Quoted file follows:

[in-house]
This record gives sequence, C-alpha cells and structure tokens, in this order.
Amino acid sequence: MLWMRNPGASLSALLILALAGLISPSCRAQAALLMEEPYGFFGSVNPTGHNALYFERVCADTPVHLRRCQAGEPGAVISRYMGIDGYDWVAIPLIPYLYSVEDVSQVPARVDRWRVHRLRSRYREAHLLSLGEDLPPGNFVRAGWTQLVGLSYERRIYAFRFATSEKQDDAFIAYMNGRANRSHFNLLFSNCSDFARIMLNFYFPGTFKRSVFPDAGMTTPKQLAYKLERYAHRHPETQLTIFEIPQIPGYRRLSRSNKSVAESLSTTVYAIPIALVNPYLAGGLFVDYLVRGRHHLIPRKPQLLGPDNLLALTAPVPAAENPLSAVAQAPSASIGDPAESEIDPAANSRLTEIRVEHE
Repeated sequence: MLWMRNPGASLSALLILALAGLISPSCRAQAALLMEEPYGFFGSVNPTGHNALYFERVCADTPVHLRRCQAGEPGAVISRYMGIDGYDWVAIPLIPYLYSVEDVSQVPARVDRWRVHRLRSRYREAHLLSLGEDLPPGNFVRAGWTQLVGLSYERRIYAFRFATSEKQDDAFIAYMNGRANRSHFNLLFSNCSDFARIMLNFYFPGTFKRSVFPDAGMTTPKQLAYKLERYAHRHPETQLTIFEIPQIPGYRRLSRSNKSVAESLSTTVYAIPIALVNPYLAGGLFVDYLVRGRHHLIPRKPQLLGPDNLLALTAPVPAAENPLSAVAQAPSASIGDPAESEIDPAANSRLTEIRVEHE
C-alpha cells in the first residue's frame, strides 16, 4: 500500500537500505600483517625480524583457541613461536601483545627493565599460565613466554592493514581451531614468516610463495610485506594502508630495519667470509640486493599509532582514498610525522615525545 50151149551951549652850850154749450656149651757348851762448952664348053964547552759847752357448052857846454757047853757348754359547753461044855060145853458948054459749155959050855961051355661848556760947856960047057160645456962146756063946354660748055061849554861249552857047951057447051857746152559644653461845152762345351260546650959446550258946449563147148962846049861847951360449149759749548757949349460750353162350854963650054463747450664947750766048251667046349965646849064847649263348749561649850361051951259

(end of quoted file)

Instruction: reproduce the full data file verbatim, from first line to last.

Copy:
[in-house]
This record gives sequence, C-alpha cells and structure tokens, in this order.
Amino acid sequence: MLWMRNPGASLSALLILALAGLISPSCRAQAALLMEEPYGFFGSVNPTGHNALYFERVCADTPVHLRRCQAGEPGAVISRYMGIDGYDWVAIPLIPYLYSVEDVSQVPARVDRWRVHRLRSRYREAHLLSLGEDLPPGNFVRAGWTQLVGLSYERRIYAFRFATSEKQDDAFIAYMNGRANRSHFNLLFSNCSDFARIMLNFYFPGTFKRSVFPDAGMTTPKQLAYKLERYAHRHPETQLTIFEIPQIPGYRRLSRSNKSVAESLSTTVYAIPIALVNPYLAGGLFVDYLVRGRHHLIPRKPQLLGPDNLLALTAPVPAAENPLSAVAQAPSASIGDPAESEIDPAANSRLTEIRVEHE
Repeated sequence: MLWMRNPGASLSALLILALAGLISPSCRAQAALLMEEPYGFFGSVNPTGHNALYFERVCADTPVHLRRCQAGEPGAVISRYMGIDGYDWVAIPLIPYLYSVEDVSQVPARVDRWRVHRLRSRYREAHLLSLGEDLPPGNFVRAGWTQLVGLSYERRIYAFRFATSEKQDDAFIAYMNGRANRSHFNLLFSNCSDFARIMLNFYFPGTFKRSVFPDAGMTTPKQLAYKLERYAHRHPETQLTIFEIPQIPGYRRLSRSNKSVAESLSTTVYAIPIALVNPYLAGGLFVDYLVRGRHHLIPRKPQLLGPDNLLALTAPVPAAENPLSAVAQAPSASIGDPAESEIDPAANSRLTEIRVEHE
C-alpha cells in the first residue's frame, strides 16, 4: 500500500537500505600483517625480524583457541613461536601483545627493565599460565613466554592493514581451531614468516610463495610485506594502508630495519667470509640486493599509532582514498610525522615525545 50151149551951549652850850154749450656149651757348851762448952664348053964547552759847752357448052857846454757047853757348754359547753461044855060145853458948054459749155959050855961051355661848556760947856960047057160645456962146756063946354660748055061849554861249552857047951057447051857746152559644653461845152762345351260546650959446550258946449563147148962846049861847951360449149759749548757949349460750353162350854963650054463747450664947750766048251667046349965646849064847649263348749561649850361051951259